Attempts to Eliminate Federal Efficiency Efforts Blocked — The new Congress attempts a major funding and regulatory rollback of energy efficiency. Led by its Chairman Senator Jeff Bingaman and its Co-chairmen Senator Jim Jeffords and Representatives Ed Markey and John Porter, the Alliance coordinates the energy-efficiency industry’s work to successfully hold the line.

Alliance Goes Back on the Air — Renewing its original public education role, the Alliance initiates a new television and radio public service campaign to increase public awareness of the importance of energy efficiency in saving the earth, jobs, and money.

Scientific Community Issues Climate Change Clarion Call — The Intergovernmental Panel on Climate Change officially announces that "the balance of evidence suggests a discernible human influence on global climate." Undersecretary of State Tim Wirth (Alliance chair emeritus) announces a "hard targets" policy in the Geneva Climate Convention the following year.

Alliance Opens First Overseas Office — The Alliance opens its first overseas office in Kaliningrad, Russia; followed by offices in Ukraine and Hungary in 1997.

Refrigerator Standards Set — Alliance helps negotiate national standards for new refrigerators, which will increase their energy efficiency by 30 percent.

Alliance LogoClimate Change Reduction Goals Agreed To — Kyoto Conference on Global Climate Change draws international attention to the environmental consequences of burning fossil fuels and spurs renewed interest in energy efficiency by potentially committing industrialized countries to lower carbon dioxide emissions.

Alliance Celebrates 20 Years of Leadership in Promoting Energy Efficiency — Led by its fifth chairman, Senator Jeff Bingaman, and its fifth CEO, David Nemtzow, the Alliance — with its board, corporate members, staff, and many partners — celebrates a 20-year history of linking government, business, environmental, and consumer leaders in a bipartisan effort to promote energy efficiency.

Congress increases funding for energy efficiency programs by $80 million for FY99 following last-minute negotiations with the Clinton administration.

The Alliance's public outreach campaign scores multiple successes including three animated television spots that garner $2.2 million in broadcast time in 49 states; four radio spots airing in 45 states; the Power$mart consumer booklet; an animated, interactive consumer web site; and a new educator web site with free energy lesson plans. The campaign earns a National Energy Resources Organization award for public education.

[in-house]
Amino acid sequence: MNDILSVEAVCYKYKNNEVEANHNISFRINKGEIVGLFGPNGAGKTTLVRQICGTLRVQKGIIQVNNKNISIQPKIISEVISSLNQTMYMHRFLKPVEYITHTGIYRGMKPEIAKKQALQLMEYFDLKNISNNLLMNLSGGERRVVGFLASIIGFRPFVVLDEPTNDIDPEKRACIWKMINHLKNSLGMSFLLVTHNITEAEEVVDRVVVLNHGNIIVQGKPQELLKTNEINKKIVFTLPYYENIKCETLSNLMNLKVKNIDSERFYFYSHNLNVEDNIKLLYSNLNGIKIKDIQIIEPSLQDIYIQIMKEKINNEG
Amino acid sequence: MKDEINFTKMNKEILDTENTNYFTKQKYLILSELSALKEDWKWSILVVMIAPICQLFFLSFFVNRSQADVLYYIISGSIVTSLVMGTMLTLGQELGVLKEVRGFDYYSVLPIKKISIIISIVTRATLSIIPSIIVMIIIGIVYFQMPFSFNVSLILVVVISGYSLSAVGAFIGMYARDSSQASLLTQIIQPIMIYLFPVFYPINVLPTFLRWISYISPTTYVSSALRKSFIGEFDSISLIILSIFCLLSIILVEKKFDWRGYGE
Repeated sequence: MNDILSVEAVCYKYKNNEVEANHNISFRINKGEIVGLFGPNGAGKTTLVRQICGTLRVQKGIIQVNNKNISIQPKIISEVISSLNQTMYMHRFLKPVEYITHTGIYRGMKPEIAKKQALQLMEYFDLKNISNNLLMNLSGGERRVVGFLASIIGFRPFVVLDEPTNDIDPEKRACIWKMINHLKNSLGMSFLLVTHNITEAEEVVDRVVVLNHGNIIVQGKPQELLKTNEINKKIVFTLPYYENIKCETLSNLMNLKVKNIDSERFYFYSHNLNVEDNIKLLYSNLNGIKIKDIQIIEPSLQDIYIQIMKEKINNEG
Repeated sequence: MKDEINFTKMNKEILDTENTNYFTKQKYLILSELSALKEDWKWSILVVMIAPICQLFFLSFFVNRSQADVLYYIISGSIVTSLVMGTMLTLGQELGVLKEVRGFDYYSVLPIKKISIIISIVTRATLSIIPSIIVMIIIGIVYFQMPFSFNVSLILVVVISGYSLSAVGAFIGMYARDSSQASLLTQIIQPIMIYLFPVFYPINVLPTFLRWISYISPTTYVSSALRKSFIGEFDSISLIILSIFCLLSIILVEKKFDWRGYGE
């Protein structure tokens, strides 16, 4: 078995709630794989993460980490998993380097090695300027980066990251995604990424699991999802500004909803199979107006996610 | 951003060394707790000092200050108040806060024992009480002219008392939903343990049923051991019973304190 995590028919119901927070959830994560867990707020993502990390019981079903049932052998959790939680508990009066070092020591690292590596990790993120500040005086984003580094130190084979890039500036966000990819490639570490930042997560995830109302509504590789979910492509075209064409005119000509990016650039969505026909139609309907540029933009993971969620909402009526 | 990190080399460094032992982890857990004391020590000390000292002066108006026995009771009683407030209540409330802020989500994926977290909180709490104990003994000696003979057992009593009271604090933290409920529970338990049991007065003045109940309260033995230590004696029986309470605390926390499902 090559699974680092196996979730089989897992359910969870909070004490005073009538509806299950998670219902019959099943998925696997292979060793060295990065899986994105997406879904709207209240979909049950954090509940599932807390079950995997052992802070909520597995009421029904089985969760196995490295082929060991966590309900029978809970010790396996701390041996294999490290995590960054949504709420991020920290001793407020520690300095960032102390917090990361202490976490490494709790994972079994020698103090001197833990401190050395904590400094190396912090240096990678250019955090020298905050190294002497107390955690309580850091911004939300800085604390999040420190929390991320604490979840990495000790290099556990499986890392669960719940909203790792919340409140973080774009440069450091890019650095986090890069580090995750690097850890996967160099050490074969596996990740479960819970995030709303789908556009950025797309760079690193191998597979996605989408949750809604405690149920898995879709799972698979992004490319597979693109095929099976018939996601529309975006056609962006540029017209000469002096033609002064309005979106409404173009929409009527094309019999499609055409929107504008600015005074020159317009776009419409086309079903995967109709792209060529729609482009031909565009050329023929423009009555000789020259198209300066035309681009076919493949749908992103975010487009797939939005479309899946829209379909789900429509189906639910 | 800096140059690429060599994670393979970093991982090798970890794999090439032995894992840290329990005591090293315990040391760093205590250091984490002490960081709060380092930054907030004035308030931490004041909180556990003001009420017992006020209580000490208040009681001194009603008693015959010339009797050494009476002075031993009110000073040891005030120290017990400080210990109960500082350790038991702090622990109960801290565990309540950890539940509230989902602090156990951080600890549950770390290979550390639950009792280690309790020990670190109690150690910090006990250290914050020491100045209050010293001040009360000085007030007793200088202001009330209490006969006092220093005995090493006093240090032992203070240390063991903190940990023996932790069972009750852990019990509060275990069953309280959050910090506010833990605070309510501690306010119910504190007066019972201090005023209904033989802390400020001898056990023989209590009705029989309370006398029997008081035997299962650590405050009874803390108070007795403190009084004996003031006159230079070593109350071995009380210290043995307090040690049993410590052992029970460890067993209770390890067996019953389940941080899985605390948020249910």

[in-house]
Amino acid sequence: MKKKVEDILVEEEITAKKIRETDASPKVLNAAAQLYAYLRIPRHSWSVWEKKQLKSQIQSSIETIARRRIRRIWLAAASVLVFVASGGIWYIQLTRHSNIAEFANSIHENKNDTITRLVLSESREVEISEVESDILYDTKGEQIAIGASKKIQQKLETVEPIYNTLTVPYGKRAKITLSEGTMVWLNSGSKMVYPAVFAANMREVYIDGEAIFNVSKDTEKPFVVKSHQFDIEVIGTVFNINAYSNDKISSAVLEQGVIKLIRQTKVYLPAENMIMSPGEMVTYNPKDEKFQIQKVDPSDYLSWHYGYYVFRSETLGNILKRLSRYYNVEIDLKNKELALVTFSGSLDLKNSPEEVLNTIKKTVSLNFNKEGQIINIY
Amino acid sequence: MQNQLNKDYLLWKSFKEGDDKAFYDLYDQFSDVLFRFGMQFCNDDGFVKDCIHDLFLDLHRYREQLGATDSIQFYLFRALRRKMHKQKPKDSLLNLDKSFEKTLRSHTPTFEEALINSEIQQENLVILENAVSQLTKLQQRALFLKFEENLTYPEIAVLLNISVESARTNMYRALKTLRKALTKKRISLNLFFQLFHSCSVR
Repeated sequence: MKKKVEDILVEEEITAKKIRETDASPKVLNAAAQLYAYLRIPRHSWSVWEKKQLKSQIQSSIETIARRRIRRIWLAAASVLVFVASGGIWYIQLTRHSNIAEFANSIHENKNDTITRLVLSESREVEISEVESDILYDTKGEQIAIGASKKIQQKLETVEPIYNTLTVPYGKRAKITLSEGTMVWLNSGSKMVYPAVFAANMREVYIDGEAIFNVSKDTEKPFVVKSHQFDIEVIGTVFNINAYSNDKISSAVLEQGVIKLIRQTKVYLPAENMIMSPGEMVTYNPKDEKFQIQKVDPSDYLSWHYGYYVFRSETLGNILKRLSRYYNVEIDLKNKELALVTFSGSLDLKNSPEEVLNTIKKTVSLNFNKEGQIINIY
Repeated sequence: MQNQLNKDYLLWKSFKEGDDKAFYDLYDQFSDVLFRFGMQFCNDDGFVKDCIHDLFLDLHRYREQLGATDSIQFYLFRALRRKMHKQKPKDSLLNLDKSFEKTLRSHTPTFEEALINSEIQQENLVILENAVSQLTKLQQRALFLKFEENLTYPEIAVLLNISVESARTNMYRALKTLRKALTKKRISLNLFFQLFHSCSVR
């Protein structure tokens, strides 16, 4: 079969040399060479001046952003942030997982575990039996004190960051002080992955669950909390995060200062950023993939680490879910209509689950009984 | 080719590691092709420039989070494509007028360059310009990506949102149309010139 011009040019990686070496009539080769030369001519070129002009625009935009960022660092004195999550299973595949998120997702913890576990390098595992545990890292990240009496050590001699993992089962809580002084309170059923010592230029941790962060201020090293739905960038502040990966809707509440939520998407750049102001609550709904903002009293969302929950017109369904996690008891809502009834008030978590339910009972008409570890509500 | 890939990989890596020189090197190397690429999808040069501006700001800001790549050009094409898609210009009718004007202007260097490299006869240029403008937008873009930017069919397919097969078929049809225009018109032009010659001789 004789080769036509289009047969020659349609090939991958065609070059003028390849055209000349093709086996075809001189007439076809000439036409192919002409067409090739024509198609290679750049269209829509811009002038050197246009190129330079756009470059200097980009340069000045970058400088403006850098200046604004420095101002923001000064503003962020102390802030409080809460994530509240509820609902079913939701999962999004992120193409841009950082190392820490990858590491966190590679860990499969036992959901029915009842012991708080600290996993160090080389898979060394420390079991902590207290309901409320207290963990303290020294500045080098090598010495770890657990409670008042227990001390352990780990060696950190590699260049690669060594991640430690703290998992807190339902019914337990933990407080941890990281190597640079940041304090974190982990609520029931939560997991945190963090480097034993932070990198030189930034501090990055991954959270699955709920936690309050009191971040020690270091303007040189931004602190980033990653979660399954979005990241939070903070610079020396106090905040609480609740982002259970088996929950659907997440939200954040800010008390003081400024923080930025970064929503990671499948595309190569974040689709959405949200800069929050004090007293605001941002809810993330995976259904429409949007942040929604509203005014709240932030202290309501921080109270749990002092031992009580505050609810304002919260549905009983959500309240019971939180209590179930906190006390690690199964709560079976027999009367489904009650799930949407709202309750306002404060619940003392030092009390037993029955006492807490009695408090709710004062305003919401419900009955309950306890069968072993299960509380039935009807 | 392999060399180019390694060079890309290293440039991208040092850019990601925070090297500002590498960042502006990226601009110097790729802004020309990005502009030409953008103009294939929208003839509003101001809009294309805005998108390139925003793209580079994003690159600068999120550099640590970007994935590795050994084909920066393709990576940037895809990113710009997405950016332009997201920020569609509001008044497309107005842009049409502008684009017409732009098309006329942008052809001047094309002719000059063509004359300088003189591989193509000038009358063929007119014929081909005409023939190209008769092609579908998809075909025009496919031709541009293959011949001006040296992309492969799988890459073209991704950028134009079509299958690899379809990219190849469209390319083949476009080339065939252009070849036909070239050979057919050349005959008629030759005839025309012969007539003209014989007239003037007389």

The Alliance launches the Steam Challenge and the Steam Challenge Clearinghouse in cooperation with the U.S. Department of Energy.

Steam Challenge

Clinton Strengthens FEMP Executive Order
— Spurred by the Alliance's report, Leading By Example: Improving Energy Productivity in Federal Government Facilities, President Clinton issues an executive order calling for the federal government to reduce its energy use 35 percent by 2010 compared to 1985 levels. The order also calls for the government to cut its greenhouse gas emissions to 30 percent below 1990 levels by 2010.

Senator Byron Dorgan Succeeds Senator Jeff Bingaman as Alliance Chair
— First elected to the Senate in 1992, Senator Dorgan is the third ranking member of the Senate Energy and Natural Resources Committee and Chair of the Democratic Policy Committee. Senator Dorgan is also on the Commerce Committee and the Appropriations Committee and its Interior and Related Agencies subcommittee, which have jurisdiction over fuel economy standards and the Department of Energy's efficiency spending, respectively.

Back to top



This page was updated August 1, 2003
The Alliance to Save Energy
1200 18th Street, NW, Suite 900
Washington, DC 20036
Phone: 202/857-0666    Fax: 202/331-9588